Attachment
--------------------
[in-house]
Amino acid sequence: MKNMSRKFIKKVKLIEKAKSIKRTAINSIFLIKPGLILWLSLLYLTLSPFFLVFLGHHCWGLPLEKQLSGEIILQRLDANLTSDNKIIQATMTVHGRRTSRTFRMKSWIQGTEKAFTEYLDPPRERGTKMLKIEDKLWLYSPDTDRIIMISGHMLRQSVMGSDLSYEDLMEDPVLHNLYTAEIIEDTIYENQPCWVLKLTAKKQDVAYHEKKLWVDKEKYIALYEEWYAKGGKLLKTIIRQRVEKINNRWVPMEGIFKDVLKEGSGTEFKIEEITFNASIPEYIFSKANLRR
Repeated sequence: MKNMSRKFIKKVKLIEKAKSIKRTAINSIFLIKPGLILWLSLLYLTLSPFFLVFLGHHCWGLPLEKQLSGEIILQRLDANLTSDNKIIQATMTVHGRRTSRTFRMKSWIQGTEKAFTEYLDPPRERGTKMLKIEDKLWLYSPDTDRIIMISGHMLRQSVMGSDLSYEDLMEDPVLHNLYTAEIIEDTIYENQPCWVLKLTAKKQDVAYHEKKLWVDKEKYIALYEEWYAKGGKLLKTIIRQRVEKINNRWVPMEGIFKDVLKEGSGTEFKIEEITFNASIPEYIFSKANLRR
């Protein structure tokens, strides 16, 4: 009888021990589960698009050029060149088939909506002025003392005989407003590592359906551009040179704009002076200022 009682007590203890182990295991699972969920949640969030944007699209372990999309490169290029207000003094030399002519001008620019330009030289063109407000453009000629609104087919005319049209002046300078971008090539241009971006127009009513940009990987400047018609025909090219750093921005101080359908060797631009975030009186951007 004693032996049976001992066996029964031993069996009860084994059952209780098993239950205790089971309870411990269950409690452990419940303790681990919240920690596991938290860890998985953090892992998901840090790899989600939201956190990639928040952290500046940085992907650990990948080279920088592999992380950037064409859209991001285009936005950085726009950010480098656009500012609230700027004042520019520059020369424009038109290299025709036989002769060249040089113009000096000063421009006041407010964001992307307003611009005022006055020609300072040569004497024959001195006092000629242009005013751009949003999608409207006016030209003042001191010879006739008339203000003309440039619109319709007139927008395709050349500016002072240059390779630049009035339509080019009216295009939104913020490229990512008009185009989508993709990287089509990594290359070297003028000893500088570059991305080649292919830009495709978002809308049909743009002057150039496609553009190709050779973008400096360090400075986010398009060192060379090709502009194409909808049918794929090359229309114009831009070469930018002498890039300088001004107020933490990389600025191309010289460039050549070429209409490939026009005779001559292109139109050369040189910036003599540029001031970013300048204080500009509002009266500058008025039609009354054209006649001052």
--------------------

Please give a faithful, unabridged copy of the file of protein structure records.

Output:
[in-house]
Amino acid sequence: MKNMSRKFIKKVKLIEKAKSIKRTAINSIFLIKPGLILWLSLLYLTLSPFFLVFLGHHCWGLPLEKQLSGEIILQRLDANLTSDNKIIQATMTVHGRRTSRTFRMKSWIQGTEKAFTEYLDPPRERGTKMLKIEDKLWLYSPDTDRIIMISGHMLRQSVMGSDLSYEDLMEDPVLHNLYTAEIIEDTIYENQPCWVLKLTAKKQDVAYHEKKLWVDKEKYIALYEEWYAKGGKLLKTIIRQRVEKINNRWVPMEGIFKDVLKEGSGTEFKIEEITFNASIPEYIFSKANLRR
Repeated sequence: MKNMSRKFIKKVKLIEKAKSIKRTAINSIFLIKPGLILWLSLLYLTLSPFFLVFLGHHCWGLPLEKQLSGEIILQRLDANLTSDNKIIQATMTVHGRRTSRTFRMKSWIQGTEKAFTEYLDPPRERGTKMLKIEDKLWLYSPDTDRIIMISGHMLRQSVMGSDLSYEDLMEDPVLHNLYTAEIIEDTIYENQPCWVLKLTAKKQDVAYHEKKLWVDKEKYIALYEEWYAKGGKLLKTIIRQRVEKINNRWVPMEGIFKDVLKEGSGTEFKIEEITFNASIPEYIFSKANLRR
């Protein structure tokens, strides 16, 4: 009888021990589960698009050029060149088939909506002025003392005989407003590592359906551009040179704009002076200022 009682007590203890182990295991699972969920949640969030944007699209372990999309490169290029207000003094030399002519001008620019330009030289063109407000453009000629609104087919005319049209002046300078971008090539241009971006127009009513940009990987400047018609025909090219750093921005101080359908060797631009975030009186951007 004693032996049976001992066996029964031993069996009860084994059952209780098993239950205790089971309870411990269950409690452990419940303790681990919240920690596991938290860890998985953090892992998901840090790899989600939201956190990639928040952290500046940085992907650990990948080279920088592999992380950037064409859209991001285009936005950085726009950010480098656009500012609230700027004042520019520059020369424009038109290299025709036989002769060249040089113009000096000063421009006041407010964001992307307003611009005022006055020609300072040569004497024959001195006092000629242009005013751009949003999608409207006016030209003042001191010879006739008339203000003309440039619109319709007139927008395709050349500016002072240059390779630049009035339509080019009216295009939104913020490229990512008009185009989508993709990287089509990594290359070297003028000893500088570059991305080649292919830009495709978002809308049909743009002057150039496609553009190709050779973008400096360090400075986010398009060192060379090709502009194409909808049918794929090359229309114009831009070469930018002498890039300088001004107020933490990389600025191309010289460039050549070429209409490939026009005779001559292109139109050369040189910036003599540029001031970013300048204080500009509002009266500058008025039609009354054209006649001052």